Broadly, the topics that interest me are water, wellness and wildlife -- with a healthy dose of wonder in the mix.
Specifically, I'm interested in learning about how others are creating common knowledge and changing conversations - and the world - for good.
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PlasticNews.com asks us to "Join a debate on plastic ban bans". Starting their post with:
"Are plastic grocery bags "deadly and costly," or is their harm "overblown"? That's a question The Wall Street Journal is asking readers today, as part of a report it calls "Big Issues."
The newspaper has a point/counterpoint pair of editorials in a special section today -- Daniella Dimitrova Russo of the Plastic Pollution Coalition makes the case for bans, while Todd Myers of the Washington Policy Center makes a case for the defense of plastic bags."
And concluding that "It seems to me that the WSJ's columns today are performing a valuable service, summing up fairly effectively the arguments in favor and against bag bans. After reading both columns, I see points that critics could pick apart pretty effectively, and in fact that's already started in the comment section online."
I agree that this is an important conversation. But the nine comments available so far after the WSJ article, summed up below, aren't very helpful to the conversation.
From them, you'd might conclude that:
1) Plastic and our access to it is somehow being disallowed its "freedom". I think plastic has enjoyed unlimited "freedom" to be bought and sold globally, freedom to float, and freedom to pollute for its 100 year history. Hence, our need for a collective response to plastic pollution showing up where it doesn't belong and where it's doing damage. Legal bans, fees, taxes, incentives, mass cleanups, education campaigns and better new materials are among the market-based, democratic responses I'm in favor of experimenting with. The status quo isn't a very good option.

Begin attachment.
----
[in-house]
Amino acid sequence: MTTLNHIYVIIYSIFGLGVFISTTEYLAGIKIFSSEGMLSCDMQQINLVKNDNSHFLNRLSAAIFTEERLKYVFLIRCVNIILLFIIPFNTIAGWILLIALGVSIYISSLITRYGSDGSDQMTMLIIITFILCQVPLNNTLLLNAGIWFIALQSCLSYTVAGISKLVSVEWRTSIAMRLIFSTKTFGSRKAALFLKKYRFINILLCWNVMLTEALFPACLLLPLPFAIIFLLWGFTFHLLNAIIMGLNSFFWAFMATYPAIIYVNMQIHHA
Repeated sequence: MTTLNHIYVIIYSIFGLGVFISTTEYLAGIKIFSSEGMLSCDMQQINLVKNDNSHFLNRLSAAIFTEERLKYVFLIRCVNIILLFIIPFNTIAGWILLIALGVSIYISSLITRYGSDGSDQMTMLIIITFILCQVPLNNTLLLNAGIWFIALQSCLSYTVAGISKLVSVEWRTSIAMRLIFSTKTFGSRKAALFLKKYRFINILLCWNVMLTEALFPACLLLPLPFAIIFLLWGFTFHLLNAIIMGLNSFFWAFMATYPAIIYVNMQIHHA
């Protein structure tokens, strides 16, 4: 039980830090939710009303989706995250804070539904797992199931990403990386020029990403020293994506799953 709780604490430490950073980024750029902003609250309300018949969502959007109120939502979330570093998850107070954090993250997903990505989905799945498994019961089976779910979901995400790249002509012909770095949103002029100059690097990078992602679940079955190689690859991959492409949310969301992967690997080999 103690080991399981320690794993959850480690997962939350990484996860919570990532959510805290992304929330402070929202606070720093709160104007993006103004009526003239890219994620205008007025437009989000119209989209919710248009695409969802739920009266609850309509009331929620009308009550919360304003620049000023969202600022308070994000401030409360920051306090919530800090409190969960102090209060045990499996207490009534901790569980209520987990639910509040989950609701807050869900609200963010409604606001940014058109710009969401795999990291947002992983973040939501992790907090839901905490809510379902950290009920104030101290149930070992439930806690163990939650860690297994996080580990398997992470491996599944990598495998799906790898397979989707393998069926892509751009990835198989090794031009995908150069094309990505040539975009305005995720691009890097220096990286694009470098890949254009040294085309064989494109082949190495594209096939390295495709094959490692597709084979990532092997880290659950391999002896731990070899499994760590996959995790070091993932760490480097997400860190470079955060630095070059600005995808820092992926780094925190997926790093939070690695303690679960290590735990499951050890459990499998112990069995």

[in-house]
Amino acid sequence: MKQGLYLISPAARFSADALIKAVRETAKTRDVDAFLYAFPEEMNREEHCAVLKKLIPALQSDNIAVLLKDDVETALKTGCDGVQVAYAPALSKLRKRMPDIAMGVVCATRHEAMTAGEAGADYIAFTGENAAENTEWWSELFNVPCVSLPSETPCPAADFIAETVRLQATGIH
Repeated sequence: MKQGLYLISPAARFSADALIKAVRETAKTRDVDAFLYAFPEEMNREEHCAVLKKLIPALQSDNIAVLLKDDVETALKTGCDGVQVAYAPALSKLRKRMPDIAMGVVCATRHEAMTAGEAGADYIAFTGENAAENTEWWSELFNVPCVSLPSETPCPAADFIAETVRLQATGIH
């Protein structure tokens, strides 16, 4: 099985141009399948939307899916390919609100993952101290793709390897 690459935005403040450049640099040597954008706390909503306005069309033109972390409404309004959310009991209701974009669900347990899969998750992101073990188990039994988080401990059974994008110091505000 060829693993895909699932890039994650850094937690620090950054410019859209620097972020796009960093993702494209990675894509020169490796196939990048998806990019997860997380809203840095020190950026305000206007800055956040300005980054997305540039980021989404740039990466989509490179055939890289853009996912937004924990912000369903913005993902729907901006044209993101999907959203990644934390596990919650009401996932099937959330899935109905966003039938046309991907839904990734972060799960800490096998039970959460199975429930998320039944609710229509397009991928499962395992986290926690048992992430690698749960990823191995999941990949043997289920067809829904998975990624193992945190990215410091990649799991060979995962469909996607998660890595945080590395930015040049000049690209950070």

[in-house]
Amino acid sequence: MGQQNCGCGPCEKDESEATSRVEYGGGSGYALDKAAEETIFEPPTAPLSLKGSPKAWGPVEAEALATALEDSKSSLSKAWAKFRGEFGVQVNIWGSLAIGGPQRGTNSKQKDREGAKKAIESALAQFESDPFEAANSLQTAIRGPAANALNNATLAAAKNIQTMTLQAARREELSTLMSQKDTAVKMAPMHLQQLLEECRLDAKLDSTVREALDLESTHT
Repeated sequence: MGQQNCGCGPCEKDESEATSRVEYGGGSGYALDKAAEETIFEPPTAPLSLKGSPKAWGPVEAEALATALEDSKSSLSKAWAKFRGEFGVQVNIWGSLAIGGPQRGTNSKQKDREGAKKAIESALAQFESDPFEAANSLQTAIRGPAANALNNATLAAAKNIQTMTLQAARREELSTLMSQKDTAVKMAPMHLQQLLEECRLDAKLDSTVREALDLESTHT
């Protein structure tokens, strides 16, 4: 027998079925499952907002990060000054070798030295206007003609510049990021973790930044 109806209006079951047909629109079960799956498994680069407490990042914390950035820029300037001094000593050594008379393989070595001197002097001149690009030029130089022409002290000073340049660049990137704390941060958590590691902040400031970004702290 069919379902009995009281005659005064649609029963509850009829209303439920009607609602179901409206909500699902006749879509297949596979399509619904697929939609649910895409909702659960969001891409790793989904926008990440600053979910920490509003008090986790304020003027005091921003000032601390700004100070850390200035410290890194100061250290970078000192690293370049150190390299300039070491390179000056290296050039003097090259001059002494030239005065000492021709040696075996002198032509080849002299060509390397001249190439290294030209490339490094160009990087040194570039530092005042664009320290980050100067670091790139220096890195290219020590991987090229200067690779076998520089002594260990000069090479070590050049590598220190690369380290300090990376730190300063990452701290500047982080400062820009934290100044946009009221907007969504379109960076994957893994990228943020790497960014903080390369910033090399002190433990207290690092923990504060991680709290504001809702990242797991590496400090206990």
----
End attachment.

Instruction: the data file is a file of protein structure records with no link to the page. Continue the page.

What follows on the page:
2) Commenters and subscribers suggest the plastic pollution problem is caused by politicians and special interests. Hmmmm...yes, perhaps some lobbyists are involved.
3) Wall Street Journal readers and commenters suggest those of us who care about human and environmental health are "red", "extreme". "activist", "control freaks". Come over for a cup of coffee (on me) and a walk along the beach and we'll chat about that one while we pick up plastic pollution!
4) Wall Street Journal readers suggest these "extreme" positions are based on emotion, not science. Well, no and yes. There is no reason without emotion (you can check with the neuroscientists on that). And there is a growing mountain of peer reviewed science dating back to 1972 documenting concerns about plastic pollution in the ocean, in our bodies, in wildlife...places where no body wants it. Use Google Scholar and search the phrase "plastic pollution". What's surprising is that 40 years later we're still debating on blogs about an adequate response, as the problem worsens.
5) When one tries to register to comment on the WSJ article, a prompt asking for credit card info comes up. My guess is that none of those red/green/enviro/extremists find it appealing to pay to comment. Hence the 9-0 tally in favor of plastic bags. ; )
6) I know many Wall Street Journal readers (and their kids) who LOVE sea turtles, everyone does! Let's work together to find real solutions, using real facts, to this plastic pollution problem.
Thanks to the WSJ for almost providing a forum for this (side) conversation!
[Update: Thank to Cheryl M. McCormick, Ph.D. for providing comment #10, helping the poorly informed WallStreet Journal readers with some important but disturbing facts and findings]
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